In his statement to the district judge, which was confirmed in oral evidence, the appellant indicated that his uncle had become aware of the description which the appellant had given to the police of the circumstances in which he became involved in criminality. In his statement, the appellant says that his uncle threatened him, to the extent of taking him into woodland and forcing him to dig a grave. This behaviour was intended to, and indeed did, terrify the appellant. The consequence was that his mother arranged for him to fly to London from Krakow in Poland, to where she drove him. There is a marked lack of specificity about the details of that event, but it is said to have occurred in the autumn of 2011. The evidence suggests that the incident was not reported to the police in the Czech Republic.


On the basis of the threats made to him by his uncle, the appellant asserts that he fears that his life would be in danger should he be returned to the Czech Republic. He also asserts that the Czech authorities are not in a position to protect him. That is advanced as a proposition at a general level, but it is also advanced at a more specific level. It is said by the appellant that his uncle has corrupt public officials in his pocket.


Further information was provided by the Czech authorities in the course of the extradition proceedings which confirms that the appellant's uncle was indeed prosecuted following the appellant's flight from the Czech Republic. However, the evidence from the Czech authorities is that the uncle was acquitted. The appellant's statement to the police apparently formed part of the prosecution material.


The latest information that has been placed before this court by the appellant comes from his mother. That statement was apparently given in Czech, but has been translated. The versions we have are unsigned and undated, but Mr Dacre has assured us that a signed copy of the Czech version of the statement will be lodged with the court, together with an appropriate certificate of translation.


There is at least a question mark over whether the statement from the appellant's mother is properly admissible before us, applying the principles set out in the judgment of the President of the Queen's Bench Division in The Szombathely City Court v Roland Fenyvesi [2009] EWHC 231 (Admin). In my judgment it is appropriate, without deciding whether it is strictly admissible, to consider whether it would make any difference to the outcome of this case if it were admitted.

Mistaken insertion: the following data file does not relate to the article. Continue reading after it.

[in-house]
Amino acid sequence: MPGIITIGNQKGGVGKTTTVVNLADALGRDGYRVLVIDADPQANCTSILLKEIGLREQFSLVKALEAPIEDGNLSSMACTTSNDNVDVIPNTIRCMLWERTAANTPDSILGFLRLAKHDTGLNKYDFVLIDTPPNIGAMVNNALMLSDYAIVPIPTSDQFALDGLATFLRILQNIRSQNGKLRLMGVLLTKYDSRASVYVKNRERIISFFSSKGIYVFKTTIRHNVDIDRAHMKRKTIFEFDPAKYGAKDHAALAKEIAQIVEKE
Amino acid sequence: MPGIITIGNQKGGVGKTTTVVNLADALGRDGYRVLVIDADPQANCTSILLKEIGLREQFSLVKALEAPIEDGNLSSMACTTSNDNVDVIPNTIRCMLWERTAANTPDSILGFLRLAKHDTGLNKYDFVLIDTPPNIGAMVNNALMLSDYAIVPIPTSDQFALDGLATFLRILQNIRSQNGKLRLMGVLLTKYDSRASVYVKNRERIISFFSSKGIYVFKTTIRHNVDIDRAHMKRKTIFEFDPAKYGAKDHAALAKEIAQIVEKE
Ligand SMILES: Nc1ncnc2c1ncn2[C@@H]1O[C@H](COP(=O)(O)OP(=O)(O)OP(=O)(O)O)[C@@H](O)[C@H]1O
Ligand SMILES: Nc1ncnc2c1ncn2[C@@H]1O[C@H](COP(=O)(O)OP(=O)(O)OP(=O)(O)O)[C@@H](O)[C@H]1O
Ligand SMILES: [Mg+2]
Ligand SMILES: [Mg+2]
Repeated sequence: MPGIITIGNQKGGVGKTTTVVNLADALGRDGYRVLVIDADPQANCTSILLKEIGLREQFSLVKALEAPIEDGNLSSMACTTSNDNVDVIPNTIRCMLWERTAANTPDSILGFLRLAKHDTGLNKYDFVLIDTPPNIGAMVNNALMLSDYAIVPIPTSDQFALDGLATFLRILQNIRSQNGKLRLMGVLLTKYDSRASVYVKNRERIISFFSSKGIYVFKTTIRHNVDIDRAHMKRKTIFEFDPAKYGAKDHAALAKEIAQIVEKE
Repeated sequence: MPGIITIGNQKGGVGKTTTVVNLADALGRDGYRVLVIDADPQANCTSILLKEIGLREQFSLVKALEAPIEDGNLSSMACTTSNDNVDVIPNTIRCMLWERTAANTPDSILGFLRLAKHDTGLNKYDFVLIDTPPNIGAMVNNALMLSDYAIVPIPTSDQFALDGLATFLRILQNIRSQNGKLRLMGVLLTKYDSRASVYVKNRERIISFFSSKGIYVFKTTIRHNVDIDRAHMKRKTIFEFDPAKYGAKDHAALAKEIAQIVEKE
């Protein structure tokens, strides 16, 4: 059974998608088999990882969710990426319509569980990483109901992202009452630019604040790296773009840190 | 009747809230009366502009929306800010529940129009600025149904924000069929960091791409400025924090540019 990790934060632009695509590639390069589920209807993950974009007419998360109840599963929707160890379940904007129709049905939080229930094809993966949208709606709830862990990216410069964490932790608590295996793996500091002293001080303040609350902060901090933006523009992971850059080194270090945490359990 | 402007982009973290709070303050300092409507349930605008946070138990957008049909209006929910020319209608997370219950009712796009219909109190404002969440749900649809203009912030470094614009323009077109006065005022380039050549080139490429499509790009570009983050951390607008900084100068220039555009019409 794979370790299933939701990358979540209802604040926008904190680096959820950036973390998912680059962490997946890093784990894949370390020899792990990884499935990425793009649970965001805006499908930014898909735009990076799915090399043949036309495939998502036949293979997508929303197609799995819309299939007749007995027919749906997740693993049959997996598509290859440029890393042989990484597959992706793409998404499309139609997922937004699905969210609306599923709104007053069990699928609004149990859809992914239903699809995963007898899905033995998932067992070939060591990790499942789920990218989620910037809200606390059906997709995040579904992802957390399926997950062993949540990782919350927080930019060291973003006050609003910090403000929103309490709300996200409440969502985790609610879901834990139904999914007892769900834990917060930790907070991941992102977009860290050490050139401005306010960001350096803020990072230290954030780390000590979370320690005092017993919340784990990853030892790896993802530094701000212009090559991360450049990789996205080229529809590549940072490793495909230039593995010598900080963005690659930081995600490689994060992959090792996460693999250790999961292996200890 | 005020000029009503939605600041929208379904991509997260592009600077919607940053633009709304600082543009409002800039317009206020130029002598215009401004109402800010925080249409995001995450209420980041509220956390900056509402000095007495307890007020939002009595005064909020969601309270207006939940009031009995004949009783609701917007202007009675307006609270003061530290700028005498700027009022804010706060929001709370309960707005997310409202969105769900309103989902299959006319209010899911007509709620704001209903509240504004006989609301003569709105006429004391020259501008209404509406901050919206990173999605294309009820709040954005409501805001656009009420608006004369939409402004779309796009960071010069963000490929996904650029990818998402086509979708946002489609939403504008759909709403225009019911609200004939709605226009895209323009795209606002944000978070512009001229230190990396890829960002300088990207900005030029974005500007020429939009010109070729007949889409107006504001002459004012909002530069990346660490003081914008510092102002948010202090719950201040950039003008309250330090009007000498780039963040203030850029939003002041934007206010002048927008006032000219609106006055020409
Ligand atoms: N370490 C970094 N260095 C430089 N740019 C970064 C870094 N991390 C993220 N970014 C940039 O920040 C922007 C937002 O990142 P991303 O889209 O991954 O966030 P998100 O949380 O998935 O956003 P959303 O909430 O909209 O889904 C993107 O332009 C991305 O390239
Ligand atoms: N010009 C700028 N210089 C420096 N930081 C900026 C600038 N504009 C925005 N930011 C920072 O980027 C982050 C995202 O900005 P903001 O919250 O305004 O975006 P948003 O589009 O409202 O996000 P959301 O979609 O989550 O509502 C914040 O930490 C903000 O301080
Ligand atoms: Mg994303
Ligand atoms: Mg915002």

The statement of the appellant's mother confirms that he approached her after the incident in the wood. It confirms that he gave her an account of having been threatened in the way he describes. Her statement goes rather further, because it suggests that the appellant told her that he had been beaten by his uncle. The statement also sets out, albeit clearly all hearsay evidence or opinion evidence, the mother's view that the man concerned is violent and also in a position to subvert the ordinary rule of law in the Czech Republic.


The district judge summarised the Article 3 issue in this way:

"27. This article states that no one shall be subject to torture or to inhuman or degrading treatment or punishment. The general principles derived from case law are relevant, namely that the RP has the burden of adducing clear and cogent evidence that there are substantial grounds for believing that he is at risk of being killed, tortured or to inhuman or degrading treatment. Where the alleged risk is from a non state actor it will be necessary to show that protection from the requesting state will be inadequate. It will not be enough to rely simply on the RP's evidence.

28. Mr Adamek asserts that if he is held in a Czech prison, he will be vulnerable to assault or ill treatment from associates of his uncle. He has made...